Westwind, mostly owned and operated by LGBTQs, is one of two investors in PRLA, along with Bel Air Treatment. Zachary Ament of Westwind said, "Throughout the years of working with the LGBTQ population, we became increasingly aware of the need" for a facility like PRLA.


Stasie Kardashian owns and operates the intervention centers Kardashian Addiction Services and Lifeline Interventions. Seated on beige and brown upscale patio furniture on PRLA’s above-the-street outdoor space overlooking Melrose, she was there because a treatment center for gay people, created by gay people is unusual.

Highlighting experiences she had known of personally, being in the addiction recovery field for so many years, she said, “It’s important for LGBTQ people in recovery to be treated by LGBTQ people.” “They understand. They know about the issues facing someone who comes to them for help.”

Kardashian cited a case she was personally familiar with where an HIV-positive male patient with an active sex addiction was placed in a dorm room with another male patient whom it was inappropriate for him to be roomed with. “They just didn’t get it,” she explained, referring to the non-LGBTQ treatment center not experienced with the unique needs of LGBTQ addicts.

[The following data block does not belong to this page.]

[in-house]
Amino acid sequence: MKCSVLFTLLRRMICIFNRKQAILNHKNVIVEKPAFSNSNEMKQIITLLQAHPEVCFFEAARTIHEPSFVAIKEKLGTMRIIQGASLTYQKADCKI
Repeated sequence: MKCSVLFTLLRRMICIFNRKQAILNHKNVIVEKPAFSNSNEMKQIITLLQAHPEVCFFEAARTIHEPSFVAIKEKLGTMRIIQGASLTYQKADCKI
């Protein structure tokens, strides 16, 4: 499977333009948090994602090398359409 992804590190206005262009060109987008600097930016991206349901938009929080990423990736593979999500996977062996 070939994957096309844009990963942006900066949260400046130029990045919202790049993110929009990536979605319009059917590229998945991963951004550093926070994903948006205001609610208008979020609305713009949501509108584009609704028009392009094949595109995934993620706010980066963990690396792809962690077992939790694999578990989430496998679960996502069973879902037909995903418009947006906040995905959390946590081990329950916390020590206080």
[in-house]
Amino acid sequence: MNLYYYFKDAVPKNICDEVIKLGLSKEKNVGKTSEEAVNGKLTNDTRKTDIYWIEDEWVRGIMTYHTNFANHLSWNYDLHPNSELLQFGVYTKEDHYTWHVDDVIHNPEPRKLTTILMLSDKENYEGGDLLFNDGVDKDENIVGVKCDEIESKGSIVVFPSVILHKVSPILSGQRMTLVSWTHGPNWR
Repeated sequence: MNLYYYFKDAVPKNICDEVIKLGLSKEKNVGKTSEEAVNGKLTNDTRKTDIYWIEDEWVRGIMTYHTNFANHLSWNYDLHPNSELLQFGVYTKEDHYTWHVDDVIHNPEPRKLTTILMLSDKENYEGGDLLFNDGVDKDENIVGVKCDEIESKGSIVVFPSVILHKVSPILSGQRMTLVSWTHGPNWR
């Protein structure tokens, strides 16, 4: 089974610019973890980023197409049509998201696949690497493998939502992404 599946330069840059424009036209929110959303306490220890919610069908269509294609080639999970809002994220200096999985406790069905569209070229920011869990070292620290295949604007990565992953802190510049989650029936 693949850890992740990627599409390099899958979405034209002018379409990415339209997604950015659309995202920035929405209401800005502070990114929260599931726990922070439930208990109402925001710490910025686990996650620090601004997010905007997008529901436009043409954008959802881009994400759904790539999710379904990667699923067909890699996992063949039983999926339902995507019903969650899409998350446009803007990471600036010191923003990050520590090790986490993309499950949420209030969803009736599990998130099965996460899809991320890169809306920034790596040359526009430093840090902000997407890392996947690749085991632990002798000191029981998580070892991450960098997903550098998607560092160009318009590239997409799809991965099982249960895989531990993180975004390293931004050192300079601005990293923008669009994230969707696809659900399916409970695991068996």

West Hollywood City Councilman John Duran showed up to support PRLA. “On November 5,” he told me, “I’ll be sober for 21 years.” So the political is personal, at least for him.

PRLA has actually been seeing clients for nearly four weeks. Matthew Bianchi, outreach and admissions coordinator, who had just picked up a mini cupcake with rainbow glitter on it, said, “We actually have 22 people in treatment already.”

Able to treat up to 60 people simultaneously, PRLA offers three treatment programs: a Monday through Friday full-day program lasting six hours per day, half-day programs also five days a week, and a twice a week outpatient program designed for clients with some recovery under their belt.

(NOTE: this story was amended on October 27, 2017. The prior version reported PRLA is exclusively owned by LGBTQ people.)